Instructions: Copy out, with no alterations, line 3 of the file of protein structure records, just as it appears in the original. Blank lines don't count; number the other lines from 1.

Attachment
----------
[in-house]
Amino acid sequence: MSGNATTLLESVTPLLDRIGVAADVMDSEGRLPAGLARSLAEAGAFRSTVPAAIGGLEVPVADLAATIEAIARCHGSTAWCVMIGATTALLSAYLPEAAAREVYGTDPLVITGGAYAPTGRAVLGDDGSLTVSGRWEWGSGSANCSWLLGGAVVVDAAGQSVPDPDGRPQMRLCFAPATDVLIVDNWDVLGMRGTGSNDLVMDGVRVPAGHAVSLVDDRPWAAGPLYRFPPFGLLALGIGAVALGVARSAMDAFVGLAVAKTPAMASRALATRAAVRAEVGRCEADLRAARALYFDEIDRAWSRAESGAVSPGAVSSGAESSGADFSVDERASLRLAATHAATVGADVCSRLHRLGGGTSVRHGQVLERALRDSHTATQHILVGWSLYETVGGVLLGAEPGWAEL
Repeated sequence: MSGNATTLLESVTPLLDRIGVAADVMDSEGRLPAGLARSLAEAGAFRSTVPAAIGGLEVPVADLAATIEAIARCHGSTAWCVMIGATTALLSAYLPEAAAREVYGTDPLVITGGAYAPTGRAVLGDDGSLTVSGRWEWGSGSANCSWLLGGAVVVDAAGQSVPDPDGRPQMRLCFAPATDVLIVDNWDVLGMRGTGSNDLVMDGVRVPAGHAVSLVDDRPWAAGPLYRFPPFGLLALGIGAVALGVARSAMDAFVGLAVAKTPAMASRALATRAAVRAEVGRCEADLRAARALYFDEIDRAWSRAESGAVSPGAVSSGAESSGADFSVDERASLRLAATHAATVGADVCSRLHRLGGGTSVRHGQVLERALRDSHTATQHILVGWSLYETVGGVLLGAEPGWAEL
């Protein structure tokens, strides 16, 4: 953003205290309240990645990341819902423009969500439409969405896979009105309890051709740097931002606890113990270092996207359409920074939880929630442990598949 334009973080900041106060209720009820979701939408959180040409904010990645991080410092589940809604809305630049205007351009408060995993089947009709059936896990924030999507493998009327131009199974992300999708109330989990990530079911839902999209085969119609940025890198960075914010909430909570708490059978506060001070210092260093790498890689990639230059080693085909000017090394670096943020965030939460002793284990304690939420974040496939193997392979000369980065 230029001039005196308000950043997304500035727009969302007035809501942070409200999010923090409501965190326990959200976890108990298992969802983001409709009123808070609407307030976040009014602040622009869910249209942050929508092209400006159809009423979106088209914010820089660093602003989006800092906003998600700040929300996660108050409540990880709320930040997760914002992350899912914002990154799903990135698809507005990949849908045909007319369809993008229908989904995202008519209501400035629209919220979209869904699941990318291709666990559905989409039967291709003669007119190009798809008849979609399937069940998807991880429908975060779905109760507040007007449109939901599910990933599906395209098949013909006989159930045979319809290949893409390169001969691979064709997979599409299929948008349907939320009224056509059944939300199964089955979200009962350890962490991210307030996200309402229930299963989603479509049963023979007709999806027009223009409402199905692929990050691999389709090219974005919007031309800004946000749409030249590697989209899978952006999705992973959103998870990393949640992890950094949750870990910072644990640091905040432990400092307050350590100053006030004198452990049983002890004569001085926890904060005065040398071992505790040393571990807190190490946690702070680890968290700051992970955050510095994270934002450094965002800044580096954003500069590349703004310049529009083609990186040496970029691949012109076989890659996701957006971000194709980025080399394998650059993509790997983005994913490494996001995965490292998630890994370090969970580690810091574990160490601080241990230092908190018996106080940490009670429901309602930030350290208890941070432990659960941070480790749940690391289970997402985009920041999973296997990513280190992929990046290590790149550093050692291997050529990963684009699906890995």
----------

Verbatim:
Repeated sequence: MSGNATTLLESVTPLLDRIGVAADVMDSEGRLPAGLARSLAEAGAFRSTVPAAIGGLEVPVADLAATIEAIARCHGSTAWCVMIGATTALLSAYLPEAAAREVYGTDPLVITGGAYAPTGRAVLGDDGSLTVSGRWEWGSGSANCSWLLGGAVVVDAAGQSVPDPDGRPQMRLCFAPATDVLIVDNWDVLGMRGTGSNDLVMDGVRVPAGHAVSLVDDRPWAAGPLYRFPPFGLLALGIGAVALGVARSAMDAFVGLAVAKTPAMASRALATRAAVRAEVGRCEADLRAARALYFDEIDRAWSRAESGAVSPGAVSSGAESSGADFSVDERASLRLAATHAATVGADVCSRLHRLGGGTSVRHGQVLERALRDSHTATQHILVGWSLYETVGGVLLGAEPGWAEL